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GLACY+: Cyber Security and Cybercrime Policies for African Diplomats

Addis Ababa, Ethiopia 11-13 April 2018
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Copyright ©2018 African Union Commission

Copyright ©2018 African Union Commission

The African Union Commission and the Council of Europe’s Cybercrime Programme Office (C-PROC) are organising in Addis Ababa a two-day workshop on Cyber Security and Cybercrime Policies for African Diplomats.

This event is part of the ongoing collaboration between the African Union Commission and the Council of Europe, formalized in 2017 and supported by the European Union, to jointly assist African countries in developing and strengthening their:

  • domestic legislation, on the basis of the Budapest Convention on Cybercrime and the African Union Convention on Cyberspace Security and Protection of Personal Data (Malabo Convention);
  • institutional capacities, training and international/regional cooperation in this area;
  • as well as cybercrime policies and strategies.

According to recent statistics, the African continent is exhibiting one of the fastest growth rates in Internet penetration worldwide, with digital connectivity that has almost tripled in the last five years. By 2020, nearly a third of the global GDP is expected to be generated by the digital economy. Unfortunately, both governments and private sector entities in Africa have been experiencing an equally increasing trend of cyber-attacks, reflecting and sometimes amplifying the global trends in this area.

Moreover, in the past few years, cybersecurity and cybercrime policies and strategies have come to the forefront of international diplomatic and political agendas, partly as a result of daily news relaying international cyber conflicts, cyber espionage, and the use of the Internet to promote violent extremism and terrorism.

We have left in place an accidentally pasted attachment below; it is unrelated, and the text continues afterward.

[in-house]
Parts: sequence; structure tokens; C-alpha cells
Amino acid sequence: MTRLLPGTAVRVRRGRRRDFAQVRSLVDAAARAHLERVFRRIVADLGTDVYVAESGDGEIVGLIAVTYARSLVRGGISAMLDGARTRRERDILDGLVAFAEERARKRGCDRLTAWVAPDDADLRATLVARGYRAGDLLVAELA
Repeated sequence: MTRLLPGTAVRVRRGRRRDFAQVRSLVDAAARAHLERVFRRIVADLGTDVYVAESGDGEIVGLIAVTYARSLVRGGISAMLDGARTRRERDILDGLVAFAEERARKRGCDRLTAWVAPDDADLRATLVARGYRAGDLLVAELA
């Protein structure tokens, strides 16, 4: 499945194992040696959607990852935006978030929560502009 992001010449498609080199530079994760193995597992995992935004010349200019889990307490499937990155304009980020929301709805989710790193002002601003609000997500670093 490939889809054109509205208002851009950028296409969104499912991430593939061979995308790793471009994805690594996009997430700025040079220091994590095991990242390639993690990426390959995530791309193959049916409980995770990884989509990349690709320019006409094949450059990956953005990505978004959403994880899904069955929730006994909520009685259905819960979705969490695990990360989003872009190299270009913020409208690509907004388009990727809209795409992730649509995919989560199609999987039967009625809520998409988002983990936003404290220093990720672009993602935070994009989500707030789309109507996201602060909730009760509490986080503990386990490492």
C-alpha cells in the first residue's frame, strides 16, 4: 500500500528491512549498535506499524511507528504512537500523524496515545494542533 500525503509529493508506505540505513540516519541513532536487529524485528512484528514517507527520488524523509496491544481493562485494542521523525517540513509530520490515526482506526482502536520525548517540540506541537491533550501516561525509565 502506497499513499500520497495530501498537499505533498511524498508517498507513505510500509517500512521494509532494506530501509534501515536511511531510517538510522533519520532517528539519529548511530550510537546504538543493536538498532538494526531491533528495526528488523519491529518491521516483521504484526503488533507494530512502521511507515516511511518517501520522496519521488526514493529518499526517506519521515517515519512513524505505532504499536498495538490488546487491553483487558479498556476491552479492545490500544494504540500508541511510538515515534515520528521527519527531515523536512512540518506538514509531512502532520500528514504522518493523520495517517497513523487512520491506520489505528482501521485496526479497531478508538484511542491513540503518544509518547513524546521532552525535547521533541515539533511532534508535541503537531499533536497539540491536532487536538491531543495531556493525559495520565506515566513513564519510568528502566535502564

In this context, the workshop was aimed at bringing together the diplomatic community of the African countries in Addis Ababa and further raise awareness on the importance of political, legislative and diplomatic efforts, communication and commitment necessary in tackling the inherent cross-border nature of such threats; identify some of the key challenges in this field; as well as to present some of the tools already available to address their significant potential to disrupt economies, security and the provision of reliable government services. The event explored how and why states can and need to:

  • prioritise their cyber-security and cyber-crime efforts;
  • develop policies and legislation that include efficient and effective international cooperation tools, while respecting human rights and the rule of law;
  • mobilize their efforts at the national, regional, and continental level.

The event provided the opportunity to also announce the next step in the commitment to support African states in their future efforts in this area – the organization of the first African Forum on Cybercrime, which will be held in Addis Ababa on 16-18 October 2018. The Forum’s main objective will be to promote a coherent approach on cybercrime and related criminal justice issues in Africa by covering all the key aspects in this respect: policy-making and legislation; international cooperation; capacity building. The Forum will also be an occasion to bring together the combined expertise of all relevant international and regional organisations, governments and the private sector active in this field.  


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Alexander Seger
Cybercrime Division
Agora Building
F-67075 Strasbourg Cedex